data, where the algorithm learns from input-output pairs to make predictions or

classifications. Unsupervised learning, on the other hand, deals with unlabeled

data and focuses on finding patterns, relationships, or clusters in the data

without any predefined output.

__10.How does a decision tree work in machine learning?__

A decision tree is a flowchart-like structure where each

internal node represents a feature, each branch represents a decision rule, and

each leaf node represents an outcome or a class label. The tree is built by

recursively splitting the data based on the most informative features until a

stopping criterion is met. During prediction, the input traverses the decision

tree, following the path based on feature values, and the corresponding outcome

is determined.

__11.What is the curse of dimensionality?__

The curse of dimensionality refers to the challenges faced

when working with high-dimensional data. As the number of dimensions increases,

the data becomes sparse, and the volume of the space expands exponentially.

This sparsity leads to increased computational complexity, decreased

efficiency, and a higher risk of overfitting.

__12.Explain the concept of cross-validation.__

Cross-validation is a technique used to assess the

performance of a machine learning model. It involves dividing the available

data into multiple subsets or folds. The model is trained on a subset of the

data and evaluated on the remaining fold. This process is repeated multiple

times, with different combinations of training and evaluation sets.Cross-validation provides a more robust estimate of a model’s performance and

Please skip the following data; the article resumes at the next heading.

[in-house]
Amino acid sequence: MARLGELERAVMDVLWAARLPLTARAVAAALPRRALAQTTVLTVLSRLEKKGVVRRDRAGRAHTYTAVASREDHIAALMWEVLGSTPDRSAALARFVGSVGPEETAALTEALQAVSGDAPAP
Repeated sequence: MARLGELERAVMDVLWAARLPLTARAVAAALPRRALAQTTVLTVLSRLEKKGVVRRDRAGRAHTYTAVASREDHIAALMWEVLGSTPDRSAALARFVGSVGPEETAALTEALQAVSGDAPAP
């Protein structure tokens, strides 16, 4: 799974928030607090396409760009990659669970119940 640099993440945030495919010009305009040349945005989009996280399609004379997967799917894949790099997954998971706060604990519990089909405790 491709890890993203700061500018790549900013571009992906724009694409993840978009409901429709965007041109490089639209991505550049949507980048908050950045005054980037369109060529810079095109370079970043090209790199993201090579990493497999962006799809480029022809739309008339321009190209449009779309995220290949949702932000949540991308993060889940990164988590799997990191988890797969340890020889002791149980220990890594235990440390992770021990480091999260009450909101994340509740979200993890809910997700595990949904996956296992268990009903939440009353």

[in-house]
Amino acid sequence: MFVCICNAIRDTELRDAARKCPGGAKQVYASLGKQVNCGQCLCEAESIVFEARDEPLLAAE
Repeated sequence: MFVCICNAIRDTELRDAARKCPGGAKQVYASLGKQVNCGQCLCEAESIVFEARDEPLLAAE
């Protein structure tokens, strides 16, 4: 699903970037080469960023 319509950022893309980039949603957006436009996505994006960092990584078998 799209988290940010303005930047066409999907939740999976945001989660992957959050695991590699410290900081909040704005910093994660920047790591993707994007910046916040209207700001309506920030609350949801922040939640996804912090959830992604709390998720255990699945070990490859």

helps in selecting hyperparameters and avoiding overfitting.

__13.What is gradient descent, and how does it work?__

Gradient descent is an optimization algorithm commonly used

in machine learning to minimize the loss function of a model. It iteratively

adjusts the model’s parameters by calculating the gradients of the loss

function with respect to each parameter. The parameters are updated in the

opposite direction of the gradient, moving towards the minimum of the lossfunction. This process continues until convergence is reached or a stopping

criterion is met.

__14.What is the difference between precision and
recall?__

Precision and recall are evaluation metrics used in

classification tasks:

Precision measures the proportion of correctly predicted

positive instances out of all instances predicted as positive. It focuses on

the model’s ability to avoid false positives.

Recall, also known as sensitivity or true positive rate,

measures the proportion of correctly predicted positive instances out of all

actual positive instances. It focuses on the model’s ability to avoid false

negatives.

__15.Explain the concept of regularization in neural
networks.__

Regularization in neural networks aims to prevent

overfitting by adding a penalty term to the loss function. It discourages

complex models by penalizing large weights or high parameter values.

Regularization techniques such as L1 and L2 regularization (also known as

weight decay) help in achieving a balance between fitting the training data

well and generalizing to unseen data.

__16.What is the role of activation functions in neural
networks?__

Activation functions introduce non-linearities into neural

networks, enabling them to model complex relationships between inputs and

outputs. They determine the output of a neuron based on the weighted sum of

inputs. Common activation functions include sigmoid, tanh, ReLU, and softmax,

each suited for different tasks and network architectures.